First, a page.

My thoughts (Lynnette Pullen):
I love to watch documentaries. The subject matter makes little difference to me. I watch everything from nature shows to case studies to history documentaries. One day I came across an op-doc about atheists, very devout atheists. For those who may not know, an op-doc (short for opinionated documentary) is a movie usually produced by independent filmmakers in order to inform, educate, and often persuade viewers. In other words, they usually focus on one side of an issue. In this op-doc, a pair of world renowned scientists travel the world and give speeches on the use of science and reason to explain the creation and development of our universe, all the while vehemently refuting the existence of God. Their lectures were televised and often filled auditoriums with thousands of people. I admit I was a bit naïve about the number of people who were against God until I watched this. The scientists mocked the idea of a “Higher Being” in control of our universe. At one point, one of them says, “Forget Jesus; the stars died so you could be born.” The idea being that humans evolved from the explosion of stars. I couldn’t help but sarcastically murmur, “Then who made the stars?”
Growing up in an Islamic household and attending Catholic school was very confusing to me as a child. It took years of research, exploration, and prayer to settle on what I believe. And to be honest, the more I learn and grow, the more that belief changes. For some people, that can be a scary thing. Let me be honest, it’s a scary thing for me! But, I feel I owe it to God to face the scary things and examine it fully and holistically. I don’t immediately discard ideas that seem different than what I know, but I don’t always accept them because they seem reasonable and provable. There are several things that are constant for me. For one, God exists. Period. That is not up for debate. Also, I believe that Christ was born and died for my sins. That one took years for me to reconcile in my mind. I had so many questions that I could not answer. I had been taught by my parents that one must atone for one’s own sins. I had been taught by my school that although God was forgiving, I was always in debt and needed to work and pray to try to get out. But the question still lingered in the back of my mind: How can someone fix the unfixable? If we lie, we can go back and tell the truth. If we steal, we can give it back and maybe a little extra for the trouble. But what about sins that we can’t fix? Those wrongs we could never make right. Stolen childhoods, lost lives, broken spirits. The spiritual laws of righteousness, sin, and atonement are beyond my comprehension. I would even venture to say that there is no human alive who can fully understand. When we are still struggling to understand the intricate complexities of our own bodies, I have a hard time believing that we can understand God. What I do know, from being on the receiving end of sinful acts, is that there is nothing that could be done humanly to make right some wrongs. It resonates as truth deep in my soul that God would love both those who trespass and those who have been trespassed upon so much as to step in and make things right for both. It then makes it about healing, for all. So, while I applaud and encourage independent thought, revisiting traditional beliefs and a constant journey to understand God, my exploration and curiosity comes to a screeching halt anytime God is minimized, limited, or erased. To respond to the scientist’s comment noted above, I say this, “Jesus is my Star.”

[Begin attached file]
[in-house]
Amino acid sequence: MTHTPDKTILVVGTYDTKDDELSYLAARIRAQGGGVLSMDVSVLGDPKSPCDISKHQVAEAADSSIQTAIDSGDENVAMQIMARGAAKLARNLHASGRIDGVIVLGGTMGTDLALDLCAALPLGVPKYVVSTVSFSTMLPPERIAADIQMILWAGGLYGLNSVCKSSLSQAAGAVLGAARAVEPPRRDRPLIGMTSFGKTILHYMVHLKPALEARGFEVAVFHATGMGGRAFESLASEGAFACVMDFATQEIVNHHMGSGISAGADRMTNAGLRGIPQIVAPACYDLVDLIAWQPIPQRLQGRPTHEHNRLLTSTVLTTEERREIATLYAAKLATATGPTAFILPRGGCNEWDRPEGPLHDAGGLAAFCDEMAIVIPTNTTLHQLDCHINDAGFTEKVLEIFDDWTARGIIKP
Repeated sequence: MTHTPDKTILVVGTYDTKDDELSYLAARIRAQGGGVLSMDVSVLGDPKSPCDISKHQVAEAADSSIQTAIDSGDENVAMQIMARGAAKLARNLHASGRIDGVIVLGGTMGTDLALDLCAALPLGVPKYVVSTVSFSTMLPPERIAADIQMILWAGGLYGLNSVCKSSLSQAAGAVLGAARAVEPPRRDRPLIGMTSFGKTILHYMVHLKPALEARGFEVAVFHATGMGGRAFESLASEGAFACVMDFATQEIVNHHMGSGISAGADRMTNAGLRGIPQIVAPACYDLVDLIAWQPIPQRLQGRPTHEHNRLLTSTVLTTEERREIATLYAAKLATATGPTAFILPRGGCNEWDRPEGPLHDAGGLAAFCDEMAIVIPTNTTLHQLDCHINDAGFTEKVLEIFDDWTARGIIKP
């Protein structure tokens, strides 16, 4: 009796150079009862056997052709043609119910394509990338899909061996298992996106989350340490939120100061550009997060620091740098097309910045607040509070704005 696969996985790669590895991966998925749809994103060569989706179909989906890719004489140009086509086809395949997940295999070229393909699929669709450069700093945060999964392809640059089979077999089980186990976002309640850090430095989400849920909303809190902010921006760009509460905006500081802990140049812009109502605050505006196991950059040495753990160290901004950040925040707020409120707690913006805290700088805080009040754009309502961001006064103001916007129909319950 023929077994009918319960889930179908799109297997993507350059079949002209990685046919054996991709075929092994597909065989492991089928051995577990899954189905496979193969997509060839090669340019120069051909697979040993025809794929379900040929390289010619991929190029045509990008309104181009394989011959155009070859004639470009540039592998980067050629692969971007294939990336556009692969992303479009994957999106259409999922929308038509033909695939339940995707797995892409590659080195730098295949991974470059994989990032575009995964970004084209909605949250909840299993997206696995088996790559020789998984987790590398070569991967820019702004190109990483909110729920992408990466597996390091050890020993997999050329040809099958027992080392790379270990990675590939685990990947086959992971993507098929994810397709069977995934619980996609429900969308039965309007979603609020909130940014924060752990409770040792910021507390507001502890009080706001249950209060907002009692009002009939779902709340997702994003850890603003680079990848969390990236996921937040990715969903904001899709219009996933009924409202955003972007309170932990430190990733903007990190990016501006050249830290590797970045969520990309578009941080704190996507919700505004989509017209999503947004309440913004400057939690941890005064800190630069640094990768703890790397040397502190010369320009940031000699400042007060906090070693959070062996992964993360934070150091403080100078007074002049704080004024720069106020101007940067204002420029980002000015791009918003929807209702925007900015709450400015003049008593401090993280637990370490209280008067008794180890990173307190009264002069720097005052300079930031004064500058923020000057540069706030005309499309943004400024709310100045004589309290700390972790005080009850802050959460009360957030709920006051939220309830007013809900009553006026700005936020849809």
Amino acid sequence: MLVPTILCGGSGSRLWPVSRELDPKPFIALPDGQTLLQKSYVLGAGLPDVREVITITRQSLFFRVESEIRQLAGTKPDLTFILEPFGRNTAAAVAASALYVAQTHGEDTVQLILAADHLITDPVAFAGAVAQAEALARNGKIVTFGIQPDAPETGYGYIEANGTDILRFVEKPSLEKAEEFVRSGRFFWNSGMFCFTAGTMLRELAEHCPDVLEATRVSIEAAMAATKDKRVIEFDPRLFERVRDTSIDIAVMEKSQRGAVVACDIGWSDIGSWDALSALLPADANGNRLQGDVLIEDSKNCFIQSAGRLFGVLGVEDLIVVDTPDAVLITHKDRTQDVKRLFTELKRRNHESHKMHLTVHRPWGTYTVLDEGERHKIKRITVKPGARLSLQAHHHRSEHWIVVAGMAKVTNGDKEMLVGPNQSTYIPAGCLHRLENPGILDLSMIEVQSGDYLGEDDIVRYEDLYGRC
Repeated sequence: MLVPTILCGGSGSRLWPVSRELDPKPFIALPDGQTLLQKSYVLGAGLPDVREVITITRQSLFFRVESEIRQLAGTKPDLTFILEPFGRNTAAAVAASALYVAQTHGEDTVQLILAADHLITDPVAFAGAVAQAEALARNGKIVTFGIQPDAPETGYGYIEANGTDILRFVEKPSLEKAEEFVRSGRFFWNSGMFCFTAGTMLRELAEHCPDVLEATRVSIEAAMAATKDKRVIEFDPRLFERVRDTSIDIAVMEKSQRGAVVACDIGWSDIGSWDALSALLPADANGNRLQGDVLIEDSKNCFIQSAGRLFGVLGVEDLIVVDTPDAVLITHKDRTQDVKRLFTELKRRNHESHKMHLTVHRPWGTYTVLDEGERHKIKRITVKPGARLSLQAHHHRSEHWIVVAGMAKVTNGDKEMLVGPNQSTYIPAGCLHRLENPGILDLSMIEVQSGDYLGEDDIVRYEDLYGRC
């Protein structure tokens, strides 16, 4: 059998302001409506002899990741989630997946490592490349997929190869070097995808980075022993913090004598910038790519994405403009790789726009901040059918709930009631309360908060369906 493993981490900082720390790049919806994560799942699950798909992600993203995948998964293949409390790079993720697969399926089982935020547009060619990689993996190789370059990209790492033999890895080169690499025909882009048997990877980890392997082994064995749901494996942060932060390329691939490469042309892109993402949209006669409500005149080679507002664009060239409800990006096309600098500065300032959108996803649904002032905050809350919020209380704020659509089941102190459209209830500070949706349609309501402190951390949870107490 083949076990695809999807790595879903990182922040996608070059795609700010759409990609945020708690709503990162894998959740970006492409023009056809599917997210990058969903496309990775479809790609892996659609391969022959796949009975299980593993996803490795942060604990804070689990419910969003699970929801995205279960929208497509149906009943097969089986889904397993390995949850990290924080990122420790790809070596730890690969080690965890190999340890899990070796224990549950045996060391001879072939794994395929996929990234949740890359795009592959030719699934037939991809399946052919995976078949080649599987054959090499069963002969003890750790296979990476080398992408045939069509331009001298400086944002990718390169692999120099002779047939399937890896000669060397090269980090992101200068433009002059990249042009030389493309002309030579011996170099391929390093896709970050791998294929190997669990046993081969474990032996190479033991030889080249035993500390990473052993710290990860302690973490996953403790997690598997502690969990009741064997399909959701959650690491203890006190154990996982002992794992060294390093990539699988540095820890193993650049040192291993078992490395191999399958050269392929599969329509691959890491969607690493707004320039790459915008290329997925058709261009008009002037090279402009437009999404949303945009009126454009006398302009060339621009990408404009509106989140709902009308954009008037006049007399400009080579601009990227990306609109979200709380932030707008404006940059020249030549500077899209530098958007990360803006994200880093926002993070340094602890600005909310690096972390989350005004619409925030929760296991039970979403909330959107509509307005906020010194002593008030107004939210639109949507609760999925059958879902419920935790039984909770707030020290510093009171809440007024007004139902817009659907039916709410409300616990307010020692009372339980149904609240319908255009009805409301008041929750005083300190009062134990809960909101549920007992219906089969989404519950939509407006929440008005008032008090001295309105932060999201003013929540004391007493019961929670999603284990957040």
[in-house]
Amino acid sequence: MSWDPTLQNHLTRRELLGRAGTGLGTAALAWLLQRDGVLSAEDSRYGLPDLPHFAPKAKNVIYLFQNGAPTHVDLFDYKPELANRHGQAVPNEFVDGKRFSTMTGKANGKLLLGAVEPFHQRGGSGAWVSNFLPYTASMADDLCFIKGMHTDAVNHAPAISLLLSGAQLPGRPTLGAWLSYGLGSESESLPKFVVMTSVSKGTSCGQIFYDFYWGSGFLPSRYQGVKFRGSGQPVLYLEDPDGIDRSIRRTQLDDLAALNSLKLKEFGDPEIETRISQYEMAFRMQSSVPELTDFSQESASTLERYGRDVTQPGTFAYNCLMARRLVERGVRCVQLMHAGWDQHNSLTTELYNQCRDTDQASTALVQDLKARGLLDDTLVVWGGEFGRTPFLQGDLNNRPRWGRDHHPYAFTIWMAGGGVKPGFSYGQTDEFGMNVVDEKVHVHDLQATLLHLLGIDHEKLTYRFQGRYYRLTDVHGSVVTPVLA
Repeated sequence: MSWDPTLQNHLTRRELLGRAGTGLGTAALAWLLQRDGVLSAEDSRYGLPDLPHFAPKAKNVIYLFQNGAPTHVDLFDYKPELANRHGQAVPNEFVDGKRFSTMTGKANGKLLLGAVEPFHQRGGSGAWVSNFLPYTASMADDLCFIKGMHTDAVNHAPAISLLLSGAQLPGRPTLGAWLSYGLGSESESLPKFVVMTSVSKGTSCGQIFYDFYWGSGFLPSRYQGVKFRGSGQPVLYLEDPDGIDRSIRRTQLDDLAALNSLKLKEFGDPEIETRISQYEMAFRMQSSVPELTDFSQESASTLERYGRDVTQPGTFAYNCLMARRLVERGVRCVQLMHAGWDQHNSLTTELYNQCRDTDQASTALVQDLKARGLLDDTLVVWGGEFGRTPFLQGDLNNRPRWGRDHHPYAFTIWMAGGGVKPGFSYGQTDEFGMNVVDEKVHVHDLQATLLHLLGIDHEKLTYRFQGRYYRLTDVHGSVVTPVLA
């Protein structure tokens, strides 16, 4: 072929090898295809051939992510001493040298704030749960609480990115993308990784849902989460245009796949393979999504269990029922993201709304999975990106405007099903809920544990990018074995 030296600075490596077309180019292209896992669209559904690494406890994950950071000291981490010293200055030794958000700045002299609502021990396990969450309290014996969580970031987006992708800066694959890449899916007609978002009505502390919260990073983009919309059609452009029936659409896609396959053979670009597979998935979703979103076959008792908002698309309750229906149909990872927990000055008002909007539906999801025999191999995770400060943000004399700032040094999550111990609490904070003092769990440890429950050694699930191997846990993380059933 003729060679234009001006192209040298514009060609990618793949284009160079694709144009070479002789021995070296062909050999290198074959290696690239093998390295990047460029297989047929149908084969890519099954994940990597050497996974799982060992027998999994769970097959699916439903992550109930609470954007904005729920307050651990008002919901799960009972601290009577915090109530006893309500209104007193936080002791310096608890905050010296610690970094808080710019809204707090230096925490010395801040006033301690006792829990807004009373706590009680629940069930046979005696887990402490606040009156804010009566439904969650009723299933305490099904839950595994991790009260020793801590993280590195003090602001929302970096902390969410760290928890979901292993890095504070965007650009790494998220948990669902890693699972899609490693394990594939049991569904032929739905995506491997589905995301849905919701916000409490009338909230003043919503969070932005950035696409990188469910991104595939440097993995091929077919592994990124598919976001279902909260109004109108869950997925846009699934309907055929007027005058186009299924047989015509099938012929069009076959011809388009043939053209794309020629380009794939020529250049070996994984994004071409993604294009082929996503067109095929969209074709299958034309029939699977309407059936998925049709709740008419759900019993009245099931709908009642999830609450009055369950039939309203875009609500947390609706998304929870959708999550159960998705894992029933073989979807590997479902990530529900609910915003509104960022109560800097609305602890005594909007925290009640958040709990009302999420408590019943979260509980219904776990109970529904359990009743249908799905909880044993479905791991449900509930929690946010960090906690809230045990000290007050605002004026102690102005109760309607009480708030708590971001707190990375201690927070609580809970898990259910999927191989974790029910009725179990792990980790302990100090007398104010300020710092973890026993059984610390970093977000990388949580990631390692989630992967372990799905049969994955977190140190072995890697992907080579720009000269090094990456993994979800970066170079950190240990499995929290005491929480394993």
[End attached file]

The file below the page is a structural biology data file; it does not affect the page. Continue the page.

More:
Prayer for the day: Thank you, God, for your unflinching love especially as we explore and question our belief system. Protect us from false teachings and help us to perceive and recognize your holy Word in whatever form it may take.
We encourage you to include a time of prayer with this reading. If you need a place to get started, consider the suggestions on the How to Pray page.